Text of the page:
Tea Trails of Sri Lanka
My husband, Jim, and I are coffee drinkers by nature and by habit, but each of us will enjoy a “lovely” cup of tea now and again. Because we brought some really good tea back from Sri Lanka, that’s become our go-to brew. But every time our daughter, Yao Yao, sees us preparing it, she reminds us of the plight of the women working on the tea trails of Sri Lanka. And that doesn’t suck all the joy out of it – only some of it.
The tea cultivation region in Sri Lanka is high in the Hill Country in the country’s center, where the climate is cool year round. Nuwara Eliya, where we stayed, is situated at an altitude of 6,128, so it’s brisk up there. (Yes, I am using tea verbiage – nice catch!) Wealthy Sri Lankans have second homes here, to escape the heat of the summer on the coast or in the lowlands. We had caught the tail end of the monsoon season, it seems, so the rain here was pounding and relentless, adding dankness to the cold.
Nuwara Eliya is a scant 76 kilometers from the cultural center of Kandy, which was being hit by the late-season monsoon as well. Water was pouring down its streets, and Kandyans were standing around ankle deep under umbrellas, looking like they’d never seen rain before. (They probably hadn’t this late in the season!) So after a day and a half of this, we headed for the train station for the trip “up country,” as the locals say. Once there, we were lucky enough to be invited in the see the mid-century (that’s mid-nineteenth century) switching station, unchanged from the Golden Era of the British-run Ceylon Railway system, complete with the original levers for switching the tracks. Yao Yao had a great time playing railroad worker, while the actual workers ensured that the tracks were put back into their proper alignment before we left. (This was a working switching station, after all.)
Train travel is the great equalizer, and as often happens, we got to know our train-mates, who generously shared their snacks (and conversation) with us over the next four hours of the trip. The scenery was dramatic, going from jungle to pine forest to tidy, vibrant green tea plantations as we gained altitude.
Nuwara Eliya and the tea country are decidedly different in feel from any other area in Sri Lanka. The town is referred to as Little England, due in part to the mock-Tudor architecture and the hotels, which still serve high tea and British fare – all remnants from the days of colonial rule. Tuk-tuks, makeshift markets, and women carrying long twigs on their heads for firewood still feel local, but they stand in sharp contrast to the Nuwara Eliya Golf Club, tea shops, and Indian restaurants with a distinctly British feel.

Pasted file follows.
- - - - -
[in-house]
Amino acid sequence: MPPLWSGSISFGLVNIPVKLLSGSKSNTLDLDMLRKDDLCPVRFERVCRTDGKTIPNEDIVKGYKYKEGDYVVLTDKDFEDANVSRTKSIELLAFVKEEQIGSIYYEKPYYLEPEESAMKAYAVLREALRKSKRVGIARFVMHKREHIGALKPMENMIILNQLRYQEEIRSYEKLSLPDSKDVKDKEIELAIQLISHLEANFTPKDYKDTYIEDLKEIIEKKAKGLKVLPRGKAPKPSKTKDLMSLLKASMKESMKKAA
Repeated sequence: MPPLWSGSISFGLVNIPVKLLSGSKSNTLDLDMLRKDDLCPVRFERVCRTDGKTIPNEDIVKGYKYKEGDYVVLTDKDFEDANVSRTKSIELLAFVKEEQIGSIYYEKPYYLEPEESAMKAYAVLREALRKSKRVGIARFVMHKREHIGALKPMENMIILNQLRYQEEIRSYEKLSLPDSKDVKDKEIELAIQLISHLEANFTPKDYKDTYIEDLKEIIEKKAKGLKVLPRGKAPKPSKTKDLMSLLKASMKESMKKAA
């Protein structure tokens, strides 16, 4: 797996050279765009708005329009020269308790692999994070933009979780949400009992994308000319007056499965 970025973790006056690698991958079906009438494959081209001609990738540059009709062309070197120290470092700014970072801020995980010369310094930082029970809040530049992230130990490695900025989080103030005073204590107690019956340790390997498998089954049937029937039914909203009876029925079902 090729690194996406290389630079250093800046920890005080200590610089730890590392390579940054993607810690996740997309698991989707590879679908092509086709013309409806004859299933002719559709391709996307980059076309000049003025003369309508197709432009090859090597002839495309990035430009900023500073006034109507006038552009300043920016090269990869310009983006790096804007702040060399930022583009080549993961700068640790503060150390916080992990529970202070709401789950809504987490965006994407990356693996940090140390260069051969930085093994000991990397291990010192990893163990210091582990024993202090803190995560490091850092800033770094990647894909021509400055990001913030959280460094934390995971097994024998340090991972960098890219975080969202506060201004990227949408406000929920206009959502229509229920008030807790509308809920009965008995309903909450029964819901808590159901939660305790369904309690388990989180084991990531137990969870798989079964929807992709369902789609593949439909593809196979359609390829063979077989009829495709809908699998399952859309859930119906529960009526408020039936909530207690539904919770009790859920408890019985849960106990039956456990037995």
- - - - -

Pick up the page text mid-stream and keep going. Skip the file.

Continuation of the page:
Like many people who visit Sri Lanka’s Hill Country, we came to see the tea fields and experience more of the “tea culture.” Much of the coffee served in Sri Lanka is Nescafe, so we decided we’d try to “go British” while we were here, and drink tea. We were not disappointed. The tea fields are stunning and the tea is, well, delicious, and to top it off, I think I might have appropriated a vaguely British-sounding accent, much to the irritation of Yao Yao. (I also insert the phrase “isn’t it” at the tail end of every sentence, looking for validation, the way the British often do: “That tea plantation is lovely – isn’t it?”)
She just rolls her eyes.
Tea was introduced to Ceylon, now Sri Lanka, by James Taylor, a British planter who opened a plantation near Kandy, in 1867. The abundant rainfall and cool nights created a perfect climate for growing the famous and coveted Ceylon teas.
There are many factories in the area you can visit and take a factory tour. We got conflicting recommendations, but finally decided on the Pedro Tea Company, the closest tea plantation to Nuwara Eliya and one of the best.
The tour began with the guide (a coveted position at the factory) showing us where the tea workers clock in. Right from the start, we got the idea that tea picking is no picnic, as there were rigid rules about how you clock in, and when, and for how much (about $5.00 a day!). It’s a cool retro factory, but you quickly get the feeling that there’s nothing cool about working in it. It’s damp and cold and the equipment is beyond antiquated and yet – I have to admit, it was really beautiful. Our guide emphasized the safety features in the factory. We get to see the process from beginning to end: How the bags of tea are picked in the adjoining fields and how they’re dried, processed, and sorted. We learned all about the different grades of tea, and then we were escorted back to the tearoom and retail store, where we got to sample (and purchase) the different wares. (I should note the factory had just a skeleton staff, as much of the factory work is done in the middle of the night, after the day’s pickings are brought in.)